Visual Recognition With TensorFlow and OpenWhisk

DZone 's Guide to

Visual Recognition With TensorFlow and OpenWhisk

Image recognition gets it easier every day. Here's an interesting approach with TensorFlow and Kubernetes that involves predicting types of flowers.

· AI Zone ·
Free Resource

My colleague Ansgar Schmidt and I have built a new demo that uses TensorFlow to predict types of flowers. The model is trained in a Kubernetes cluster on the IBM Cloud. Via a web application, pictures can be uploaded to initiate the prediction code, which is executed as OpenWhisk function.

We'd like to open source and document this demo soon. Keep an eye on our blogs. For now, here is a screenshot of the web application.

As starting point for this demo, we've used a code lab from Google TensorFlow for Poets. The lab shows how to leverage the transfer learning capabilities in TensorFlow. Essentially, you can use predefined visual recognition models and retrain only the last layer of the neural network for your own categories. TensorFlow provides different visual recognition models. Since we wanted to run the prediction code in OpenWhisk, we choose the smaller MobileNet model.

Over the next few days, we'll blog about how to use Kubernetes and Object Storage to train and store your own models and how to use OpenWhisk to execute predictions.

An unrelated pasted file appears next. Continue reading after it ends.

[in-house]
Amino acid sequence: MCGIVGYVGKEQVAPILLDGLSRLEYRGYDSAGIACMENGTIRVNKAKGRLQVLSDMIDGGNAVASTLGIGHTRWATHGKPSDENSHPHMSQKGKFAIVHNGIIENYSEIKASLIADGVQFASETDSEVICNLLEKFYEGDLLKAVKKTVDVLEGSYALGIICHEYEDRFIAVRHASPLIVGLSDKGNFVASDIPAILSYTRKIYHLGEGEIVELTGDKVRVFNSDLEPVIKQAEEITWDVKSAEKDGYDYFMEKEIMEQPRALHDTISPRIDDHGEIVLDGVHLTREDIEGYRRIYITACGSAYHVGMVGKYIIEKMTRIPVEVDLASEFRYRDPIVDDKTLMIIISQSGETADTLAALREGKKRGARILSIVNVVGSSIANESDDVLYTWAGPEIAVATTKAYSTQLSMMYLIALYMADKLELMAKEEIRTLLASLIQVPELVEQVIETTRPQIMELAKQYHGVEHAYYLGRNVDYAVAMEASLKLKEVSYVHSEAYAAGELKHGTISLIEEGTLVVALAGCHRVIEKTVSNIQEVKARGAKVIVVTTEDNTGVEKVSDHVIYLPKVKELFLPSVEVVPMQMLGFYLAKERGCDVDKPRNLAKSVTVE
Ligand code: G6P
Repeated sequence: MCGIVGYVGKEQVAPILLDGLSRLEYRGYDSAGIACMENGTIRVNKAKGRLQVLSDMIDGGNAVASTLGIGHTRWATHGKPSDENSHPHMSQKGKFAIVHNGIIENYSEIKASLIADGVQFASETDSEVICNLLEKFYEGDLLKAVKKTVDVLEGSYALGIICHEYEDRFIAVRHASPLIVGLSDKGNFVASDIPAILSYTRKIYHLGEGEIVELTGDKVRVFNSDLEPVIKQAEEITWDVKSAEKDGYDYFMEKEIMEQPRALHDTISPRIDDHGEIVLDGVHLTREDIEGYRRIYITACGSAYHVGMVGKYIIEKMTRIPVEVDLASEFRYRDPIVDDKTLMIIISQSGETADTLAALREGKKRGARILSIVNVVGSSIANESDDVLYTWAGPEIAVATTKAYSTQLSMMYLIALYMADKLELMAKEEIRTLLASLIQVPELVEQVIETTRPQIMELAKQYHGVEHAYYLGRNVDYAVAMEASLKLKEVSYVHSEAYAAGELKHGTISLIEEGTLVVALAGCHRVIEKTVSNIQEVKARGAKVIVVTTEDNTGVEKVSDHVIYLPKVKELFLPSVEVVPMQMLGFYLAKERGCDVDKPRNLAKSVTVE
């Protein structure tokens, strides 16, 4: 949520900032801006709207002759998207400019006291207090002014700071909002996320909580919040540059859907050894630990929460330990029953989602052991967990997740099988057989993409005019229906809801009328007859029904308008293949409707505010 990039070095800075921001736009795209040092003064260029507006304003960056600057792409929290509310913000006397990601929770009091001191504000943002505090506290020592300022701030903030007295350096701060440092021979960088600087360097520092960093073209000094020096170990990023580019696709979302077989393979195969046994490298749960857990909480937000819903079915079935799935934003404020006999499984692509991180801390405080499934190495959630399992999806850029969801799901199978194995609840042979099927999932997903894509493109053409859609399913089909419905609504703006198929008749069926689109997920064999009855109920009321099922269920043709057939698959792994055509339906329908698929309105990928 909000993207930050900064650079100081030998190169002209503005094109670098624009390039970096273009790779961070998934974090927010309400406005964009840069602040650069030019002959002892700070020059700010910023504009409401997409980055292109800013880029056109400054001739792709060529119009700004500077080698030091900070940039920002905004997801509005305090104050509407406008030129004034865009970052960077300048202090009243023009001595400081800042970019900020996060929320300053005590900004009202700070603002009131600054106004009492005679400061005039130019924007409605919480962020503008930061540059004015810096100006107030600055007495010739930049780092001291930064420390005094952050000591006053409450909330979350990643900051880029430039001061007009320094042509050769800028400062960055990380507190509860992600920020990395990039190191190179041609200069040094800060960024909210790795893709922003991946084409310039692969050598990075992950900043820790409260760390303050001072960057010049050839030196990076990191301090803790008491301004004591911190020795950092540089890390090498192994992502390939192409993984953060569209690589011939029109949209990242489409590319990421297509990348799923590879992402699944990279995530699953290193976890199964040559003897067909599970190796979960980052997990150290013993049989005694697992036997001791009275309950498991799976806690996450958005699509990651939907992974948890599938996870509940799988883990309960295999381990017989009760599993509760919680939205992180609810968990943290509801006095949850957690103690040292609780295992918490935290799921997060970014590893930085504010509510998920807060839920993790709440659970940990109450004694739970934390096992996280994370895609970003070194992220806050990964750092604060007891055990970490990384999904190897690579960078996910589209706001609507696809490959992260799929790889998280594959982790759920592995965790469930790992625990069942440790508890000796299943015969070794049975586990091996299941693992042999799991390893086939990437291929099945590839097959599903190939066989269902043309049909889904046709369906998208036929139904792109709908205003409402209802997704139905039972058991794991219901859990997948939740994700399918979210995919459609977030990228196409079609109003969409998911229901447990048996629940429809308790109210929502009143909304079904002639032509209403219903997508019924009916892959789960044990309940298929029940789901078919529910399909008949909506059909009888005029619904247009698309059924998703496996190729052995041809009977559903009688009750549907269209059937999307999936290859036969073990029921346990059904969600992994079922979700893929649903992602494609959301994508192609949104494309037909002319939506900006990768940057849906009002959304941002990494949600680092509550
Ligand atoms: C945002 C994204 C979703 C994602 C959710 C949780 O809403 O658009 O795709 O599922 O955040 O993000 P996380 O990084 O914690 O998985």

If you want to experiment before this, you can run the following code locally.

$ docker run -it --rm gcr.io/tensorflow/tensorflow /bin/bash
$ apt-get update
$ apt-get install -y git
$ git clone https://github.com/googlecodelabs/tensorflow-for-poets-2
$ cd tensorflow-for-poets-2
$ curl http://download.tensorflow.org/example_images/flower_photos.tgz | tar xz -C tf_files
$ ARCHITECTURE="mobilenet_0.50_${IMAGE_SIZE}"
$ python -m scripts.retrain \
  --bottleneck_dir=tf_files/bottlenecks \
  --how_many_training_steps=500 \
  --model_dir=tf_files/models/ \
  --summaries_dir=tf_files/training_summaries/"${ARCHITECTURE}" \
  --output_graph=tf_files/retrained_graph.pb \
  --output_labels=tf_files/retrained_labels.txt \
  --architecture="${ARCHITECTURE}" \

The training takes roughly five minutes on my MacBook Pro. After this, you can find the model in the files tf_files/retrained_graph.pb and tf_files/retrained_labels.txt.

In order to run a prediction, run the following command. Since this image has been part of the training set, you might want to get (wget http://...) another image first and change the image parameter.

$ python -m scripts.label_image \
    --graph=tf_files/retrained_graph.pb  \

As a result, you'll get something like this:

Evaluation time (1-image): 0.079s
daisy 0.979356
dandelion 0.0125334
sunflowers 0.00809442
roses 1.40769e-05
tulips 2.08439e-06

Stay tuned for more! 

ai, image recognition, kubernetes, machine learning, predictive analytics, tensorflow, tutorial

Published at DZone with permission of Niklas Heidloff , DZone MVB. See the original article here.

Opinions expressed by DZone contributors are their own.

{{ parent.title || parent.header.title}}

{{ parent.tldr }}

{{ parent.urlSource.name }}